HERE Steering Group

Mialy Dermish

Executive Director
SIRIUS (Policy Network on Migrant Education)

Mialy Dermish is an education specialist, previously working with the UNHCR’s Regional Representation to the European Union in Brussels. She is now Executive Director of SIRIUS, the international leading Policy Network on Migrant Education and the EU’s privileged advisor on these topics since 2012. SIRIUS brings together key stakeholders in migration and education from around Europe, including policy makers, researchers, practitioners and representatives of migrant communities, with the aim of transferring knowledge and influencing policy to help pupils from a migrant background achieve the same educational standards as their native peers.

Professor Fabio Dovigo

Department of Social Work, Education and Community Wellbeing
Northumbria University

Fabio Dovigo’s research interests are in the area of inclusive education and early childhood education and care. He has coordinated the EU project ITIRE, aiming to design, implement, and disseminate a specific transnational training programme on refugee education at all school levels. The project, addressed to future and in-service teachers, was developed in cooperation with HE institutions from Austria, Denmark, Iceland, Norway, and the UK. He is convenor of the Network “Inclusive Education” of the European Education Research Association. His recent publications include, ‘Special Educational Needs and Inclusive Practices’ (Sense Publisher, 2016), ‘Challenges and Opportunities in Education for Refugees in Europe: From Research to Good Practices’ (Brill, 2018), ‘Beyond the vulnerability paradigm: fostering inter-professional and multi-agency cooperation in refugee education in Italy’ (International Journal of Inclusive Education) and ‘The Social Dimension of Higher Education in Europe: Issues, strategies and good practices for inclusion’ (Brill, 2020).

Catherine Gladwell

Chief Executive
Refugee Education UK

Catherine Gladwell is the founder and Chief Executive of Refugee Education UK, and has worked with refugee and asylum-seeking young people in a variety of education related programmatic, policy and research roles since 2004. She has led large-scale multi-national programmes and research initiatives across the UK, first countries of asylum and countries of origin both for REUK and organisations including UNICEF, UNHCR and Save the Children. She is also a founding director and board member at Jigsaw, a social enterprise building evidence in education; and a regular speaker at conferences and in the media. She is an honorary fellow at Winchester University, and a qualified teacher.

Associate Professor Michelle Proyer

Centre for Teacher Education and Department of Education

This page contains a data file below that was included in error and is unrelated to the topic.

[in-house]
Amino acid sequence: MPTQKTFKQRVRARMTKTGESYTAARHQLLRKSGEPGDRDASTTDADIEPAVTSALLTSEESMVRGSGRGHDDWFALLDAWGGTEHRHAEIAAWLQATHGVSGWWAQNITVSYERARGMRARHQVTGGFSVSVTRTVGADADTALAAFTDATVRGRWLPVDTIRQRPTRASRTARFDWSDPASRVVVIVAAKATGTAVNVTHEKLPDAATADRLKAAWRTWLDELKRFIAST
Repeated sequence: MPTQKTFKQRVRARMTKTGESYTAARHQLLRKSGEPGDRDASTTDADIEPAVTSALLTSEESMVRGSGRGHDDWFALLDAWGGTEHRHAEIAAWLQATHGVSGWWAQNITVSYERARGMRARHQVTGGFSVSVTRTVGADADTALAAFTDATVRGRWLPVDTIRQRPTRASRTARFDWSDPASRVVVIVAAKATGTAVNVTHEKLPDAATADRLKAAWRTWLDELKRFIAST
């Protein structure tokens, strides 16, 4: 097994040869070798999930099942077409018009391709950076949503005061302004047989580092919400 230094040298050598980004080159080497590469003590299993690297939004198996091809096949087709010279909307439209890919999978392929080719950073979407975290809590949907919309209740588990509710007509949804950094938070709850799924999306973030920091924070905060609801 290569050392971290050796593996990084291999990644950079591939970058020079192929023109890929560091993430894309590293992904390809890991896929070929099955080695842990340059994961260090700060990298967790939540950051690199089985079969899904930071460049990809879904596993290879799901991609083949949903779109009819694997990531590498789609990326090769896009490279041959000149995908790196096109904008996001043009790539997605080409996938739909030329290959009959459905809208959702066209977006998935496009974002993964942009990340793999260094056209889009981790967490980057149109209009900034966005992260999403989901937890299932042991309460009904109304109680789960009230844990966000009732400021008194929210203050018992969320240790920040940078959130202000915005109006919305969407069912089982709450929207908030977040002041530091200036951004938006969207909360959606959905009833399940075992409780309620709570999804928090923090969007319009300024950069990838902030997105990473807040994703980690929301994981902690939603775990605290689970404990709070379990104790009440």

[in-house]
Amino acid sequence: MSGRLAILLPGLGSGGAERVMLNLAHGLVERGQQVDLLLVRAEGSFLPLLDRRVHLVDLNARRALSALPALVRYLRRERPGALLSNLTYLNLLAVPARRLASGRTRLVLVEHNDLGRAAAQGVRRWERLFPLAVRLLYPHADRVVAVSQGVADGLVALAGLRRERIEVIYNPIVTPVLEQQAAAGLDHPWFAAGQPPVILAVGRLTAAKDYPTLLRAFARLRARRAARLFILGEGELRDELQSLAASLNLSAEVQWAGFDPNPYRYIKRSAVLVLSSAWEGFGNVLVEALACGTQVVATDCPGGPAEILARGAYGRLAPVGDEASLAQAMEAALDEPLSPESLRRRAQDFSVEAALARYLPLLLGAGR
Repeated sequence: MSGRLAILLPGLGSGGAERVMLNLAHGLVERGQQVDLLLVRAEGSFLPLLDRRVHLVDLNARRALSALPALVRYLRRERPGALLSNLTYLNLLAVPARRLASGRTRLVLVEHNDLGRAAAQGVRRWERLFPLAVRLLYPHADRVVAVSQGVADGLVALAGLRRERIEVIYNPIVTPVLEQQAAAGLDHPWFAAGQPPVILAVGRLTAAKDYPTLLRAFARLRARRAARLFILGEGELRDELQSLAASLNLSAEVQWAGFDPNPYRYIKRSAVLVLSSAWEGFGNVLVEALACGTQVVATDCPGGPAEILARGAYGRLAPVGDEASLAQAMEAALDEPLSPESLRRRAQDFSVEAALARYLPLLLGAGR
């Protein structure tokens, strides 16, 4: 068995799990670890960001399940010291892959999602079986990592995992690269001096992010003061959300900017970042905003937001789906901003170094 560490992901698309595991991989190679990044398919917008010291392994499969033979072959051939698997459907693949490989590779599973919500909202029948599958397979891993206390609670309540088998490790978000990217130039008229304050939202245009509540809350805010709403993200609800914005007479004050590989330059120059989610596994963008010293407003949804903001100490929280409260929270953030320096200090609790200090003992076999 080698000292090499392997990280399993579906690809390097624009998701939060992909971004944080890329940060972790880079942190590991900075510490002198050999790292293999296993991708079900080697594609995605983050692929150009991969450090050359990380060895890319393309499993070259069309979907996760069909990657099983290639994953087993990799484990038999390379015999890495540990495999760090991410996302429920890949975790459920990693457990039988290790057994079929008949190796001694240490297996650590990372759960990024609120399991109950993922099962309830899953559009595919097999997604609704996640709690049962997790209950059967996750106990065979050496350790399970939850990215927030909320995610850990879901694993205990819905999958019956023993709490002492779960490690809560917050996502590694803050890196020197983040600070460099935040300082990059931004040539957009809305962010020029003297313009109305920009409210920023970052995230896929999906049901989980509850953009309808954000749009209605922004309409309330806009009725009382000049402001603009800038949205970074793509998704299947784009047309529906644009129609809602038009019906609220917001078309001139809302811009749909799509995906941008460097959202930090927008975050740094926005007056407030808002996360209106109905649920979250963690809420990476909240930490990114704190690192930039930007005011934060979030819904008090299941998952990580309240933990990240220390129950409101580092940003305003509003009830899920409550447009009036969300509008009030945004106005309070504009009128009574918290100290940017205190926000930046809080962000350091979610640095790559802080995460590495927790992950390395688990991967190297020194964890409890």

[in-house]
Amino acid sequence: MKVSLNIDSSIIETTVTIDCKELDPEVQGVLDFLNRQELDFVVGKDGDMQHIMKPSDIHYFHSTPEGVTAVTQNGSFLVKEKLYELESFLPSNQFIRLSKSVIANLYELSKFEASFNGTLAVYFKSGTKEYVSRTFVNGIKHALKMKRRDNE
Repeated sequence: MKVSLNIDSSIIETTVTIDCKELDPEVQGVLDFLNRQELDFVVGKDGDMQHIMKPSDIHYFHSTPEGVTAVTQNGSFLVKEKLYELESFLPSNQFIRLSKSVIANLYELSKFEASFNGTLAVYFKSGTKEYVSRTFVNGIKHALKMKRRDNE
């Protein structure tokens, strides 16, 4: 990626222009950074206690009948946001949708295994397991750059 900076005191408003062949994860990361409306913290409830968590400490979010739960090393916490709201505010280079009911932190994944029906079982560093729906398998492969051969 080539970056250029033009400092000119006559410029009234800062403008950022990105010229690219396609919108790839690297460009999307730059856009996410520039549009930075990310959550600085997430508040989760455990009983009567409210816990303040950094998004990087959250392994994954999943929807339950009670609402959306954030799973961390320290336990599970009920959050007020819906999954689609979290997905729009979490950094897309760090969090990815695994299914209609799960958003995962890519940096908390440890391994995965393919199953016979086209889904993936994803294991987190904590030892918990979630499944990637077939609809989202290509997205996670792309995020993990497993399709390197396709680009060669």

University of Vienna

Centre for Teacher Education and Department of Education – University of Vienna
Michelle Proyer has expertise in the field of inclusive education, with a particular focus on transculturality in the context of flight/escape/migration and the intersection of education, disability, and refugees. She was in charge of research activities in Thailand within the project Classifications of Disabilities in the Field of Education in Different Societal and Cultural Contexts (CLASDISA) at the Department of Education, University of Vienna. She co-founded SOLIdee – a refugee initiative associated with the Department of Education, University of Vienna in the context of the university’s initiative “Uni Hilft”. She has been coordinating requalification and research activities in the context of Internationally Educated Teachers.

Professor Wayne Veck

Department of Education and Childhood Studies
University of Winchester

Wayne Veck is Professor of Education and Pathway Leader Education Studies (Special and Inclusive Education) and is widely published on the topics of education and inclusion. He co-edited a special issue of Frontiers in Education on forced migration, education, and disability and has organised a Symposium at the European Educational Research Conference entitled, Forced Migration and The Global Education 2030 Agenda: From educational research to policy and practice, funded by the European Educational Research Association. He is also part of a consortium made up of partners from five different countries working on the Erasmus+ funded project, Improving teaching to improve refugee education.

Professor Volker Wedekind

Head of the School of Education
University of Nottingham

Volker Wedekind is Professor of Education and Convenor of the UNESCO-UNEVOC Centre in Nottingham. The Centre leads the Migration strand of the BILT: Bridging Innovation and Learning in TVET project and fed into the TVET section of the Global Monitoring Report that focused on migration. His teaching and research focuses on the intersection between societal and policy changes and how these affect the people working in the education and skills system. He has a particular interest in the relationship between migration, education and work. He has also been directly involved in policy processes at national level in South Africa, serving on a number of ministerial committees, government task teams, statutory committees and consultancies.